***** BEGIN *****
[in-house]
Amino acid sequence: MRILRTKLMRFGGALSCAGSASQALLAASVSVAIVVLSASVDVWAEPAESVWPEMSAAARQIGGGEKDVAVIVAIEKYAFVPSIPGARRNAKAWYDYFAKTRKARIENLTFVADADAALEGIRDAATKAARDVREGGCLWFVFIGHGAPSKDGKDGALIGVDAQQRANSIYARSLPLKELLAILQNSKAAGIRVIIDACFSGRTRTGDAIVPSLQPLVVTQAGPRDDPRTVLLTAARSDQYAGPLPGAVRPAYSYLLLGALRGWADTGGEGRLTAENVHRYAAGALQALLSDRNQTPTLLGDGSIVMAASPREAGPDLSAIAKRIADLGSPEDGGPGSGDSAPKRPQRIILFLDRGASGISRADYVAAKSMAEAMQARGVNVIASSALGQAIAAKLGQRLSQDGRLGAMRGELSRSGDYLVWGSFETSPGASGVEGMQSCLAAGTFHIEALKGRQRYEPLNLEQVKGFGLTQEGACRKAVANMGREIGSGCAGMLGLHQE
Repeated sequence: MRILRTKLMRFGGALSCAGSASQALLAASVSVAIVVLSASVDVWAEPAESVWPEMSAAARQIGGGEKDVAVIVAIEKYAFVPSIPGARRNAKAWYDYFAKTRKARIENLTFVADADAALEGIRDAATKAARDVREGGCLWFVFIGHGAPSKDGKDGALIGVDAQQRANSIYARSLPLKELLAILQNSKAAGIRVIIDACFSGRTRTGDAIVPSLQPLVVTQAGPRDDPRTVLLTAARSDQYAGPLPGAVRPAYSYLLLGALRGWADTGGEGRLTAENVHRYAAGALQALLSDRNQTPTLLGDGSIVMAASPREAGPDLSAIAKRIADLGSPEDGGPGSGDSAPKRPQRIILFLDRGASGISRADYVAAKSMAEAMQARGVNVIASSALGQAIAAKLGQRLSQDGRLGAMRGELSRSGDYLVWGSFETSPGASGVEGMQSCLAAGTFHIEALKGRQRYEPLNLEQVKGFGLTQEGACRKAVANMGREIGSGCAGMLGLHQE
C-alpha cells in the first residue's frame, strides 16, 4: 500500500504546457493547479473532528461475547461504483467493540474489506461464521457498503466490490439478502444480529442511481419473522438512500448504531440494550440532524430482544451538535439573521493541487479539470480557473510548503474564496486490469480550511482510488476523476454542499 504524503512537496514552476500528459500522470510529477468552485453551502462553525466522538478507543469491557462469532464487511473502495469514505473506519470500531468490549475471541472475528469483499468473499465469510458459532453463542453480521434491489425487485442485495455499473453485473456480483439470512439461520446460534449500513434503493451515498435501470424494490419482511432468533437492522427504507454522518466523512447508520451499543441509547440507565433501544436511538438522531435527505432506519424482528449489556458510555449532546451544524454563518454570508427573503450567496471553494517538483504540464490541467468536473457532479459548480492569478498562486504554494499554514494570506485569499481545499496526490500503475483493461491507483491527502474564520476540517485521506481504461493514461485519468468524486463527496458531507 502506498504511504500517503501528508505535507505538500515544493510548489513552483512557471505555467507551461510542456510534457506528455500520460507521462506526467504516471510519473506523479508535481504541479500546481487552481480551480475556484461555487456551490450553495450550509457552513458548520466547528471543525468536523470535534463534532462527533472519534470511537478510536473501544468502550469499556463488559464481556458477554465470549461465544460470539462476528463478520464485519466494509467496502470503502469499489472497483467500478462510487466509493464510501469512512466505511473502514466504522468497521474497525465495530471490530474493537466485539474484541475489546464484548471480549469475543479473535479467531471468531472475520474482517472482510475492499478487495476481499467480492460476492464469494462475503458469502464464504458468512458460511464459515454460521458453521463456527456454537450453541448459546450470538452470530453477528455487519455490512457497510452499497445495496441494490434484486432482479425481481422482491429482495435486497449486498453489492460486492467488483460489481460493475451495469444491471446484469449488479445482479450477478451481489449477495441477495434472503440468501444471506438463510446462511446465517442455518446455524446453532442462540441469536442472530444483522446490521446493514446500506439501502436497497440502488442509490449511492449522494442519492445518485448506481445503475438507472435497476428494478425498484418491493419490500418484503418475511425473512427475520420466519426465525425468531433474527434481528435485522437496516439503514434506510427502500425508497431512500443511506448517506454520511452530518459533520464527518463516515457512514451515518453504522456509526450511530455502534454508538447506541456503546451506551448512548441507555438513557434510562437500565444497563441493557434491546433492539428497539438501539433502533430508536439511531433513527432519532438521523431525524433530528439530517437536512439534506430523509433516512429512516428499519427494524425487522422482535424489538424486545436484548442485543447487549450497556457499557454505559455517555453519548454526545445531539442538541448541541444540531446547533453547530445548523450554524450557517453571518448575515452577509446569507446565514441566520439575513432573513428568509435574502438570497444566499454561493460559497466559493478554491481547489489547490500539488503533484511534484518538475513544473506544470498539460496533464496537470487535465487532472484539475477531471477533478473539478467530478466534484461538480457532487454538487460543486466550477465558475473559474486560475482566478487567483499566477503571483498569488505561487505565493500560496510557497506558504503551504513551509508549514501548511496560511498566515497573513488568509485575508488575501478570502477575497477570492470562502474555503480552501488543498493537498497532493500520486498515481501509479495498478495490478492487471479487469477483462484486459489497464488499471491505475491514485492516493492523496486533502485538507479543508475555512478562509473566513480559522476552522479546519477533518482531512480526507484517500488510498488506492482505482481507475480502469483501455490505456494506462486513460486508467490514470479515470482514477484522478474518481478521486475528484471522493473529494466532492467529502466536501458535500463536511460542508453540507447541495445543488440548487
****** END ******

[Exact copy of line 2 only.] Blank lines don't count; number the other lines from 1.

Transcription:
Amino acid sequence: MRILRTKLMRFGGALSCAGSASQALLAASVSVAIVVLSASVDVWAEPAESVWPEMSAAARQIGGGEKDVAVIVAIEKYAFVPSIPGARRNAKAWYDYFAKTRKARIENLTFVADADAALEGIRDAATKAARDVREGGCLWFVFIGHGAPSKDGKDGALIGVDAQQRANSIYARSLPLKELLAILQNSKAAGIRVIIDACFSGRTRTGDAIVPSLQPLVVTQAGPRDDPRTVLLTAARSDQYAGPLPGAVRPAYSYLLLGALRGWADTGGEGRLTAENVHRYAAGALQALLSDRNQTPTLLGDGSIVMAASPREAGPDLSAIAKRIADLGSPEDGGPGSGDSAPKRPQRIILFLDRGASGISRADYVAAKSMAEAMQARGVNVIASSALGQAIAAKLGQRLSQDGRLGAMRGELSRSGDYLVWGSFETSPGASGVEGMQSCLAAGTFHIEALKGRQRYEPLNLEQVKGFGLTQEGACRKAVANMGREIGSGCAGMLGLHQE